AUBURN HILLS, Mich., May 3 (Ticker) -- Richard Hamilton delivered an early knockout blow to the Milwaukee Bucks.

Hamilton scored a playoff career-high 40 points as the Detroit Pistons coasted to a 122-93 rout of the Bucks to close out their Eastern Conference first-round series in five games.

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Rasheed Wallace added 22 points and Chauncey Billups 17 for the top-seeded Pistons, who asserted themselves from the outset en route to ending a series which was expected to be a mismatch.

"We came out extremely aggressive," Billups said. "We wanted to deliver the first punch and see if they were going to keep fighting and they did, true to form, like they did all series, but we were just a little too hot for them tonight."

Battling a left ankle injury that he suffered in the fourth quarter of Game 1, Hamilton entered the contest shooting just 34 percent (20-of-58) from the floor. He also had struggled on the defensive end against Michael Redd.

But Hamilton had it going from the start Wednesday as he made 5-of-6 shots and scored 15 points in the first quarter, helping the Pistons build a 39-23 lead which eventually got bigger and bigger.

"That's not what we wanted to start off the game," Redd said. "We definitely started sluggish, down, and in this game you have to play like a madman against a great team. We didn't do that tonight and they made us pay for it."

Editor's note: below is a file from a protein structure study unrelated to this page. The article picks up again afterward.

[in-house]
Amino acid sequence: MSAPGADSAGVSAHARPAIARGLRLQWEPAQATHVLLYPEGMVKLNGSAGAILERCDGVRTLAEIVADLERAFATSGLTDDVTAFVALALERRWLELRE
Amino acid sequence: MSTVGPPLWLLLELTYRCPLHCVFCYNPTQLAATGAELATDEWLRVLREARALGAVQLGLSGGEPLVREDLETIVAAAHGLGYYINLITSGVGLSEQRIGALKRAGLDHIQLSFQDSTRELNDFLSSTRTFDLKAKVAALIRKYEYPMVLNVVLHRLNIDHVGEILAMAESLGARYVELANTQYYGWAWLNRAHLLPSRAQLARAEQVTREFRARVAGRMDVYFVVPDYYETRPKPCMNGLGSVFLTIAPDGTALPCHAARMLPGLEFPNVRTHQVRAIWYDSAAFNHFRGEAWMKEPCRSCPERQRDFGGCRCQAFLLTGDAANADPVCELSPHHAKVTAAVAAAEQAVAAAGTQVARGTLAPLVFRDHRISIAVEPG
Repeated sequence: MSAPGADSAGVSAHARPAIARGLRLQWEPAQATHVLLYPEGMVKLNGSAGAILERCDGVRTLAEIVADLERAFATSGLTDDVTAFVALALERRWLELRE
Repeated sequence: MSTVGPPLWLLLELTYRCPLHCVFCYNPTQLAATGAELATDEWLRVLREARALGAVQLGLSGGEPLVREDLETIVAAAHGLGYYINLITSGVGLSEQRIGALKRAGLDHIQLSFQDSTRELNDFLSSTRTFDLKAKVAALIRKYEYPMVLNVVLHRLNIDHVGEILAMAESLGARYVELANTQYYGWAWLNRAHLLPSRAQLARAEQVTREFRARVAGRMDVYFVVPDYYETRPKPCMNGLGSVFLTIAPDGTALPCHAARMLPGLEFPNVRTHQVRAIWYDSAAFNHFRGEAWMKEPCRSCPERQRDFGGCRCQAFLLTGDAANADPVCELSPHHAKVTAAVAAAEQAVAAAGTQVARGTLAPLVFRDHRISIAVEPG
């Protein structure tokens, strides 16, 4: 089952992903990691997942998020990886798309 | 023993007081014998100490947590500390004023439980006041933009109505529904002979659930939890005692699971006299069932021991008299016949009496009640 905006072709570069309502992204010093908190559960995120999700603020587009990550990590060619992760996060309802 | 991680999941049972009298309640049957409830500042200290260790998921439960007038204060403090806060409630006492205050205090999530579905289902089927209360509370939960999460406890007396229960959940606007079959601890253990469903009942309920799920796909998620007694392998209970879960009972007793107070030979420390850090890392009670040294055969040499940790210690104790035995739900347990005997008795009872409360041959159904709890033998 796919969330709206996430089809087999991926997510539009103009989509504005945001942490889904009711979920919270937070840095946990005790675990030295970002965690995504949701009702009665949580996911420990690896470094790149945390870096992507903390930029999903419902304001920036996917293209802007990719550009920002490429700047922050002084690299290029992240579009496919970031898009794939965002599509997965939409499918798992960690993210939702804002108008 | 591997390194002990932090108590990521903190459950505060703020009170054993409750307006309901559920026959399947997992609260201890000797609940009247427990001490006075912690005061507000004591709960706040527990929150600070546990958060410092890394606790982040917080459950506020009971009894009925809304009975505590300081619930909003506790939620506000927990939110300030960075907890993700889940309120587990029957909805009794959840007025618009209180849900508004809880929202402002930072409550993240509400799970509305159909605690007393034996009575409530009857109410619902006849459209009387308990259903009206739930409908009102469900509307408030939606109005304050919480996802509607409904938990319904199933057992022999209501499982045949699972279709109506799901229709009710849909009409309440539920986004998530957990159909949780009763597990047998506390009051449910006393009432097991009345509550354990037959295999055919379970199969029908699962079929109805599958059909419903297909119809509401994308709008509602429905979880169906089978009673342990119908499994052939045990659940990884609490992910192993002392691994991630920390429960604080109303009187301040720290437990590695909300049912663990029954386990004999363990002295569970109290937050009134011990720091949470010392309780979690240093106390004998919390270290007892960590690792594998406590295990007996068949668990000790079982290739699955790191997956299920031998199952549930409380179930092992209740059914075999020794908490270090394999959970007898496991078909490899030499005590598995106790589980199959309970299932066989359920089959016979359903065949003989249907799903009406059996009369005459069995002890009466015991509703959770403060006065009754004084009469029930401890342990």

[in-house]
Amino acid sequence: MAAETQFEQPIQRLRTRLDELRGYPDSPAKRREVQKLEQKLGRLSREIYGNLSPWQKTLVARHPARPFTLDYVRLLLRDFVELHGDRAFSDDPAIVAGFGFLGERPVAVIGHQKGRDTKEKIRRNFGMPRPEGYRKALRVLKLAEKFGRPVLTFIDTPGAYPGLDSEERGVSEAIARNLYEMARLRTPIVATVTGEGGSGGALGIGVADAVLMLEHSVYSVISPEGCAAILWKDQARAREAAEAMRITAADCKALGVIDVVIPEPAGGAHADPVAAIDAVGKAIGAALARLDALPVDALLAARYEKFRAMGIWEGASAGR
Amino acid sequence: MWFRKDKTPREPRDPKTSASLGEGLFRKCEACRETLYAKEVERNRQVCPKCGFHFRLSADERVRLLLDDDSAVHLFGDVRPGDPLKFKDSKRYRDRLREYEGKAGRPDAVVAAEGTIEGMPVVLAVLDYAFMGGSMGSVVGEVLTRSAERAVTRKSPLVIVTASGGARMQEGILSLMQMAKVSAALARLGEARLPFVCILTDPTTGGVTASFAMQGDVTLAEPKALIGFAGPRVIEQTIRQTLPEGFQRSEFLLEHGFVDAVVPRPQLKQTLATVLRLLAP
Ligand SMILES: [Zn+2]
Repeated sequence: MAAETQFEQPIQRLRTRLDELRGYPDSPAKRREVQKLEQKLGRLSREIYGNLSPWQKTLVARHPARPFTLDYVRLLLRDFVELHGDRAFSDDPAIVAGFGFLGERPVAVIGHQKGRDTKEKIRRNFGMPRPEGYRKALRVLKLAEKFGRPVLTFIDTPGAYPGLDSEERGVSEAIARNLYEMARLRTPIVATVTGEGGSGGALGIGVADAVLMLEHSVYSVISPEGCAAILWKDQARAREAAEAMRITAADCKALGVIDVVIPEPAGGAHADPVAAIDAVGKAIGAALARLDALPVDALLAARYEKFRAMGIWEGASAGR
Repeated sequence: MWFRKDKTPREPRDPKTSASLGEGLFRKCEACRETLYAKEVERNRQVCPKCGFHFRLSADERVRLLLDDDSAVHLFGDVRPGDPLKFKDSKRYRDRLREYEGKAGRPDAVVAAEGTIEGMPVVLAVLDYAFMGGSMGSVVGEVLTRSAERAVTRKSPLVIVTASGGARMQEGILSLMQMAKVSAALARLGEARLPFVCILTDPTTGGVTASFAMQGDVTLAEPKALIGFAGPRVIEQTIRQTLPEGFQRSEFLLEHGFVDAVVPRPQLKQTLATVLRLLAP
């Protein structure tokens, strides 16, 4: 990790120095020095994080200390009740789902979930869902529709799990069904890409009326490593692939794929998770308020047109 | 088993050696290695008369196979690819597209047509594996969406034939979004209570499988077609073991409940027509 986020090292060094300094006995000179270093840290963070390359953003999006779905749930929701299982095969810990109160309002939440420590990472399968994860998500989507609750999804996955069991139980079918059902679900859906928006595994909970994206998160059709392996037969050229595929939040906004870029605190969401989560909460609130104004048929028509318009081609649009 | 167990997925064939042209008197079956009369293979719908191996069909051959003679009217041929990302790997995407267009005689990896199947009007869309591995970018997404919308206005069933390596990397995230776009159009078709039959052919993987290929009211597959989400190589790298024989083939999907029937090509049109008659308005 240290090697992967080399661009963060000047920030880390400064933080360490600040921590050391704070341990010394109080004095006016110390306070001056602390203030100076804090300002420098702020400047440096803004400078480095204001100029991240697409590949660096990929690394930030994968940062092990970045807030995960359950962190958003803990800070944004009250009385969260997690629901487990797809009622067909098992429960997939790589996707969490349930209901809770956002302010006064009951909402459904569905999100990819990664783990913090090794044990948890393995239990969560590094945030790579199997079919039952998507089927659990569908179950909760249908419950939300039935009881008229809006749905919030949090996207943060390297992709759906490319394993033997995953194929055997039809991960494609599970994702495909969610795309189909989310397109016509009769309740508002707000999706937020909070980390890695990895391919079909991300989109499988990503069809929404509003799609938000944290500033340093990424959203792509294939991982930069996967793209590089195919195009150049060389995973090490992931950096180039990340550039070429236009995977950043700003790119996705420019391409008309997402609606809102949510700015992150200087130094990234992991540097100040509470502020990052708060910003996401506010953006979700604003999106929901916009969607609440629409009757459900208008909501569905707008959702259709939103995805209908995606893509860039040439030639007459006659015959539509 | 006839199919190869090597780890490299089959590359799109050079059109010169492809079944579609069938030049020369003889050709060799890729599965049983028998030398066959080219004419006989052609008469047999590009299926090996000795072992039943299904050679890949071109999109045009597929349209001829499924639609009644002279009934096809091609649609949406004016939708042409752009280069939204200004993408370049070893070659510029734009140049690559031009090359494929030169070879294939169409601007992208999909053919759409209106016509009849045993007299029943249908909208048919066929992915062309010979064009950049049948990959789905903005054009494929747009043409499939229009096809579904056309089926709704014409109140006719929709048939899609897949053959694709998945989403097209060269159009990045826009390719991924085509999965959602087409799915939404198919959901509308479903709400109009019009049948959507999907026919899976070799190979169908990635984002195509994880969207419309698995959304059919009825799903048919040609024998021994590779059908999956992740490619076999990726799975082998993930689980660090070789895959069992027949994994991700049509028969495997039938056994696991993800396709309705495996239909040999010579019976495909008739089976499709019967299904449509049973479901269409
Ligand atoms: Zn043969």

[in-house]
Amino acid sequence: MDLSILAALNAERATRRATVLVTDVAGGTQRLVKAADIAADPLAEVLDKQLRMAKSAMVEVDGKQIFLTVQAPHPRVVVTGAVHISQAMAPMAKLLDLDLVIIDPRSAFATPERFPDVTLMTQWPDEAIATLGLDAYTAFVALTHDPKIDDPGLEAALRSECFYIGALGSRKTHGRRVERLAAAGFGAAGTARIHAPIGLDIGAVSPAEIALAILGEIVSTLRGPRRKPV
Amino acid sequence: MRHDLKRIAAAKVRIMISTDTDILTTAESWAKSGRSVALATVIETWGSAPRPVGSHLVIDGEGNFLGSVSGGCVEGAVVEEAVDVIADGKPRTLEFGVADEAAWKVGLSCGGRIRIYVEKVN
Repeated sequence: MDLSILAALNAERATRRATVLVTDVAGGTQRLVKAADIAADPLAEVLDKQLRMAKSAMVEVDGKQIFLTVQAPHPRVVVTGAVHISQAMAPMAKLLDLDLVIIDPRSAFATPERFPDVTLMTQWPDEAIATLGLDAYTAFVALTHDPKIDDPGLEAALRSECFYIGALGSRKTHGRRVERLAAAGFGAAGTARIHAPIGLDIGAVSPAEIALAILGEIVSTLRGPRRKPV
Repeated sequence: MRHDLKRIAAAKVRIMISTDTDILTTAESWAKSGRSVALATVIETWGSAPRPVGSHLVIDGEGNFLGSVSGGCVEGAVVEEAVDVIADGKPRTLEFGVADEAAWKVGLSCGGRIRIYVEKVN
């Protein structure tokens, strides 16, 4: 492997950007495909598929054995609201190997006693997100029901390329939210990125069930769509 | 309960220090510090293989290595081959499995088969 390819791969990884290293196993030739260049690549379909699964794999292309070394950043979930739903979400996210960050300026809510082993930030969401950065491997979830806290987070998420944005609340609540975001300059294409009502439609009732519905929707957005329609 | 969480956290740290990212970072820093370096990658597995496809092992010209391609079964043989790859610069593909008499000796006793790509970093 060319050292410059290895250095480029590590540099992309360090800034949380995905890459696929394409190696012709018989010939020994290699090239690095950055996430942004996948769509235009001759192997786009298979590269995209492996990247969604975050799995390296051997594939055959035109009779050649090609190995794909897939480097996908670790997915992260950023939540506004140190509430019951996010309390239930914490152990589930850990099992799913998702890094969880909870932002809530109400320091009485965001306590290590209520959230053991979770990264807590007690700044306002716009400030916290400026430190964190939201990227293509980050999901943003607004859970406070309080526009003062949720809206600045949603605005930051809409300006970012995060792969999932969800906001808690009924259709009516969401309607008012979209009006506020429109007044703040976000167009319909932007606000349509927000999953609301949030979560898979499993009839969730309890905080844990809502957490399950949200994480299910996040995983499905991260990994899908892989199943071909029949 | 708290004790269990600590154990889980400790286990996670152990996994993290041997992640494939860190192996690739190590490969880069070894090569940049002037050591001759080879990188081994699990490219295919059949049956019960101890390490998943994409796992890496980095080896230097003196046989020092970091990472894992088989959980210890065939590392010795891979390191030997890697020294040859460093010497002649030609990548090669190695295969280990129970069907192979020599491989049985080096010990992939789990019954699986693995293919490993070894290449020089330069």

Hamilton scored nine more points in the second quarter that ended with the Pistons holding a 62-49 advantage.

"Rip was great," Billups said. "It's been a long time coming. We needed him to come through like that. He was huge. He got it cooking early. Once he got it cooking, everybody else kind of fell back, we got him the ball where he needed it at, he stayed aggressive. Like I told him, 'welcome back.'"

In the third quarter, Hamilton kept it going by making 6-of-7 shots and scoring 16 points. He finished 15-of-23 overall from the floor before departing to a standing ovation early in the fourth quarter.

Hamilton credited strength and conditioning coach Arnie Kander for loosening the tape job on his ankle.

"He said he didn't really want to have me restrained," said Hamilton, whose previous playoff career high was 33 points. "He wanted me to just go out there and play and don't worry about it and just have confidence in it. I think that really gave me a whole lot of confidence for me to go out there and make plays and make moves and do stuff that I was usually doing."

The Pistons held the Bucks scoreless for more than five minutes during a 16-0 run in the third quarter that opened an 80-51 advantage. Tayshaun Prince capped the burst with two free throws at the 5:03 mark.

Prince scored 12 points and Antonio McDyess 11 for Detroit, which will meet either fourth-seeded Cleveland or fifth-seeded Washington in the conference semifinals.

Detroit shot 54 percent (40-of-74) and held a commanding 48-29 rebounding advantage. The unselfish Pistons had 30 assists on their 40 baskets.

"It's good. It's a good team win," Wallace said. "We knew we were going to get it, it was just a matter of going out there and doing it."

Redd scored 23 points and Dan Gadzuric 13 for the eighth-seeded Bucks, who were overmatched with their backs against the wall after playing well in both Game 3 and Game 4.

"What I take away from this series, we competed well in the games in Milwaukee," Bucks coach Terry Stotts said. "Nobody thought we'd even win a game. We won one handily, and in Game 4, with two minutes to go we could have won that game. We're one of the youngest teams in the league and we have room to grow."